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“Not another black life!” was chanted several times during the pandemic marches for Black Lives Matter in Toronto in early 2020. In one of those demonstrations, I walked with the crowd for about two hours, some chanting out loud while others were just singing and dancing. Suddenly the march became a mini party across the street from the Toronto police headquarters until we were told to disperse and use different streets to evacuate the premises to avoid police persecution.
Ben Calman is a master’s student in the Department of Integrated Studies in Education (DISE) at McGill University. His current research focuses on linguistic inclusion of international students in Canadian higher education.Ben was born in New York and spent his formative years there and in Washington D.C. He has a B.A. from Hampshire College in Amherst, Massachusetts. He lives in Montreal with his wife Michelle and their cat Louise.
My friend Austin, a fellow student in my cohort at McGill, refers to us fondly as baby scholars. As a baby scholar, entering the field of sociolinguistics in what McGill still refers to as the Second Language Education concentration is a daunting task.
Sifting through what Marshall and Moore (2018) call the “panoply of lingualisms” (p. 1) often feels less like sifting and more like hacking through a dense jungle of wonderful, intriguing ideas.
Language has always been a site of political struggle. All people regardless of their race, religion, age or gender are now being affected by COVID-19. However, to deal with the unprecedented global emergencies, different governments and community groups are using language to achieve varied political ends. While in some situations language is employed as a positive tool to democratically reach all people to inform and protect, in others it is weaponized for socially exclusionary purposes.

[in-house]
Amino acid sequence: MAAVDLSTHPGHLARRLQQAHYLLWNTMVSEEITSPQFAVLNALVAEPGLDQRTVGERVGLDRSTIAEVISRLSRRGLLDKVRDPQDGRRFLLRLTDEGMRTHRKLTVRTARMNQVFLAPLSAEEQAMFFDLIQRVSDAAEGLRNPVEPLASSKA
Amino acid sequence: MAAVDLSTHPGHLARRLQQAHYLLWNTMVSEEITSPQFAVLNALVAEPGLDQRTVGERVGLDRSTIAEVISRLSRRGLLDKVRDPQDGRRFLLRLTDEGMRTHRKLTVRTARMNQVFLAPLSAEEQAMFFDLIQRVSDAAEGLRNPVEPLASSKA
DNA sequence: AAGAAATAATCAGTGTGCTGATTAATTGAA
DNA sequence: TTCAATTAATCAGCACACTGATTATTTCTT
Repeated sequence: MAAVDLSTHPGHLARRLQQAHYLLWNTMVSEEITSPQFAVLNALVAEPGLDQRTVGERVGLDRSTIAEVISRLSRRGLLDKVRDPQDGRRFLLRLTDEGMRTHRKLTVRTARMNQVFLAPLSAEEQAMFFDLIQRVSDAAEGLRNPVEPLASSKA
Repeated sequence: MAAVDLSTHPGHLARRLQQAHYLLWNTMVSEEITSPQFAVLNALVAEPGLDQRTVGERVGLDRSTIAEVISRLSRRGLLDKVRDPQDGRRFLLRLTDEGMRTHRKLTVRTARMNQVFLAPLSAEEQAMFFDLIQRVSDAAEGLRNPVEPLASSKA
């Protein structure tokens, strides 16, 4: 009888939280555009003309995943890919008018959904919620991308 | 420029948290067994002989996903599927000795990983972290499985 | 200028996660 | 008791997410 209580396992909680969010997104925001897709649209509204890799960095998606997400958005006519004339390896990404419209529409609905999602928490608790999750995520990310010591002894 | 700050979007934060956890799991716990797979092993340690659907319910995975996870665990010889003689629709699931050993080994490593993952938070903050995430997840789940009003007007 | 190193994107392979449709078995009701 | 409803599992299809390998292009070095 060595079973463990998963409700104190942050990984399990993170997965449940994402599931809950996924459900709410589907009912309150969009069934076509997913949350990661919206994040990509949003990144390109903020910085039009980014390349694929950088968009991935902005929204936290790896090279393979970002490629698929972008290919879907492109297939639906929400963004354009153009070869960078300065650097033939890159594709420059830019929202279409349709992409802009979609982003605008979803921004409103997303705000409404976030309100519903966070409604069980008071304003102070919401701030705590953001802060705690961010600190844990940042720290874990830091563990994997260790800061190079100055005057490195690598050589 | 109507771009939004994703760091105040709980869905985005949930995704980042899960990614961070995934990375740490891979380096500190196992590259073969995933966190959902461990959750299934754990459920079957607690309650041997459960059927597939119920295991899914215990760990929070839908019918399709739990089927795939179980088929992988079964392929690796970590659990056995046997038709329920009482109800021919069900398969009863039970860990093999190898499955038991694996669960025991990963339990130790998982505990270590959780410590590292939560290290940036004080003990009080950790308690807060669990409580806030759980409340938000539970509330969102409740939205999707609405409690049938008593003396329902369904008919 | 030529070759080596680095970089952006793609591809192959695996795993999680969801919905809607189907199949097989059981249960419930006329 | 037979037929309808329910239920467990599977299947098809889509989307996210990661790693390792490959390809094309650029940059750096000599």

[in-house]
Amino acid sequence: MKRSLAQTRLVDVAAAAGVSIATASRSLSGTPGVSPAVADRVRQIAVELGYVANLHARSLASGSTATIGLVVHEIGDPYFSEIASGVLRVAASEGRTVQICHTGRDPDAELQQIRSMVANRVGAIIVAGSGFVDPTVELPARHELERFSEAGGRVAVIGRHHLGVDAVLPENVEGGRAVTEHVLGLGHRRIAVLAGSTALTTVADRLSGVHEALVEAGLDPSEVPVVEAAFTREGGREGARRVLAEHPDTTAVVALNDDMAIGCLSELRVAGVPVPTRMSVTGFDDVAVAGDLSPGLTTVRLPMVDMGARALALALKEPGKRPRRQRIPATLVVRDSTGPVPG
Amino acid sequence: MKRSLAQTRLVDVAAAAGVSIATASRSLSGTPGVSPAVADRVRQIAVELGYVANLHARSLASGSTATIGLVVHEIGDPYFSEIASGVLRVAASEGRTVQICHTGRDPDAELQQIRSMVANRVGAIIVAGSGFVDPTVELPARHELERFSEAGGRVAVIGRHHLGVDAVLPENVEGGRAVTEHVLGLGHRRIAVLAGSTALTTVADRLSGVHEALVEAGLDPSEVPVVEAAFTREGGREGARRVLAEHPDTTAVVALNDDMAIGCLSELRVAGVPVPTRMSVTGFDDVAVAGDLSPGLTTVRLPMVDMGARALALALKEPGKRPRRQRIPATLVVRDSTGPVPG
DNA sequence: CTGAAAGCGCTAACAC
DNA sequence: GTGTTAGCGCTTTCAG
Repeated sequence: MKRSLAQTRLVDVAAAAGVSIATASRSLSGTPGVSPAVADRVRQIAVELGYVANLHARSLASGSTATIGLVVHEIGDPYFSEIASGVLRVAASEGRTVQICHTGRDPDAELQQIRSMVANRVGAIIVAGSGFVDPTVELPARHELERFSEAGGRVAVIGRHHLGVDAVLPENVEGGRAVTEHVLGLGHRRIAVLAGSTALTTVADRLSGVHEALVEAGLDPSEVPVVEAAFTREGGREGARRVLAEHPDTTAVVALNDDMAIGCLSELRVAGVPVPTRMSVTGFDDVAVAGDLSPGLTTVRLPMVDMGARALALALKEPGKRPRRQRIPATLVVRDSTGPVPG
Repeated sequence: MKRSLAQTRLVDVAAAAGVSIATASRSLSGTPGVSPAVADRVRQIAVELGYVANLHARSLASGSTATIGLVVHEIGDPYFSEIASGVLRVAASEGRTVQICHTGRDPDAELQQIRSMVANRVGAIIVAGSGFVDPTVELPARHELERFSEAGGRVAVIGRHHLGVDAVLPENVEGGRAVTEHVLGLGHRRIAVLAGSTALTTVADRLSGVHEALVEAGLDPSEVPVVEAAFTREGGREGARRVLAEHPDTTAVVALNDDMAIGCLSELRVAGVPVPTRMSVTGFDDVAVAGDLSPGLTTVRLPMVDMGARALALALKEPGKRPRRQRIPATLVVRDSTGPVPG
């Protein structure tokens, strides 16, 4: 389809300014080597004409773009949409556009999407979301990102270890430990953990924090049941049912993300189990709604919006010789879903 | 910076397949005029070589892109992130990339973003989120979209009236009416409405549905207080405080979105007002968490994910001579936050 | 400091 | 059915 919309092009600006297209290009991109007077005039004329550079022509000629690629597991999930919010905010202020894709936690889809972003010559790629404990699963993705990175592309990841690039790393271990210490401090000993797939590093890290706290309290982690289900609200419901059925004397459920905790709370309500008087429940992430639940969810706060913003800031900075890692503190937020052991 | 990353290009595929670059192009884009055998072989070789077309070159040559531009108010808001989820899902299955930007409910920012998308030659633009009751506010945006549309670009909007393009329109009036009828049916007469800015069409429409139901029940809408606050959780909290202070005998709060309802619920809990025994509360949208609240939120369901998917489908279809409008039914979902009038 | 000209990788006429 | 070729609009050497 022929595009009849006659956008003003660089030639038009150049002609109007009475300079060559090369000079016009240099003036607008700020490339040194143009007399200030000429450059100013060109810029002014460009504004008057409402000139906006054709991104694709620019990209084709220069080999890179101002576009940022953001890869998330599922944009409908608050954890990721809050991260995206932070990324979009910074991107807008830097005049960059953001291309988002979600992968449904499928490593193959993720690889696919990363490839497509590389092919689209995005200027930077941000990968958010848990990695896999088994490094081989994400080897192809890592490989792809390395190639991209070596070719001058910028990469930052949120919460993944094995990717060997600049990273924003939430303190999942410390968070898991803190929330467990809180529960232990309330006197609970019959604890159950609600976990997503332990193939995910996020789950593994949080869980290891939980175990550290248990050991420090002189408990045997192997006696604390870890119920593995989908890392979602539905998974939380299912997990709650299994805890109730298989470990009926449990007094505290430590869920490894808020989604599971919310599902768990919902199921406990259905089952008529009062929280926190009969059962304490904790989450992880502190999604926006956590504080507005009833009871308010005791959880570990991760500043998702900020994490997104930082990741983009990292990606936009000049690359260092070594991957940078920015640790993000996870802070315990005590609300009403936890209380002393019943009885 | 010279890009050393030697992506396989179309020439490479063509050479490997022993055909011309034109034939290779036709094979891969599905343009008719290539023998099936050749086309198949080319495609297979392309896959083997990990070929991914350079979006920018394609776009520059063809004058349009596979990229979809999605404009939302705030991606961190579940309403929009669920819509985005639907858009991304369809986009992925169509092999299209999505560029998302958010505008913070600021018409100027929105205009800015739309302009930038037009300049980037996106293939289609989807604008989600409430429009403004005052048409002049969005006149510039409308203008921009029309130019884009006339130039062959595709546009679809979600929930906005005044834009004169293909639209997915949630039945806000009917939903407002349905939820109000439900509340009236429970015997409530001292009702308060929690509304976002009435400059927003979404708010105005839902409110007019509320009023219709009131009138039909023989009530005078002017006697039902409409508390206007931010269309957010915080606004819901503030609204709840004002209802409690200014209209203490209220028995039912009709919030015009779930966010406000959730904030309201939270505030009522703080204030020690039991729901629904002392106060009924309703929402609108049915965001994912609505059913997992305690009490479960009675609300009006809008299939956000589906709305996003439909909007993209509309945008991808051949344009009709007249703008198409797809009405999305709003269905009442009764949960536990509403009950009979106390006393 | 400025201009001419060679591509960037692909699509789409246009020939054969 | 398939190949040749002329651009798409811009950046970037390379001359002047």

As a white French heterosexual Québécoise, I know for a fact that life is pretty easy for me. If I’m in a job or apartment hunting, I have a good chance to find something convenient. If I travel, crossing borders is, at worst, a loss of time and, at best, a way to practise my languages. No one questions my last name, my skin colour, my nationality, my sexual orientation, my intentions, or my dangerousness. I understand that this is no coincidence. I am not a particularly lucky person. In fact, luck has nothing to do with it. It’s all about privilege.
Now more than ever, we need art to inspire hope and change in the world. The arts—poetry, music, literature, visual works, film and other forms—enable us to feel emotion, gain the perspective of another, challenge assumptions, and provoke new ways of thinking and understanding. Continue reading →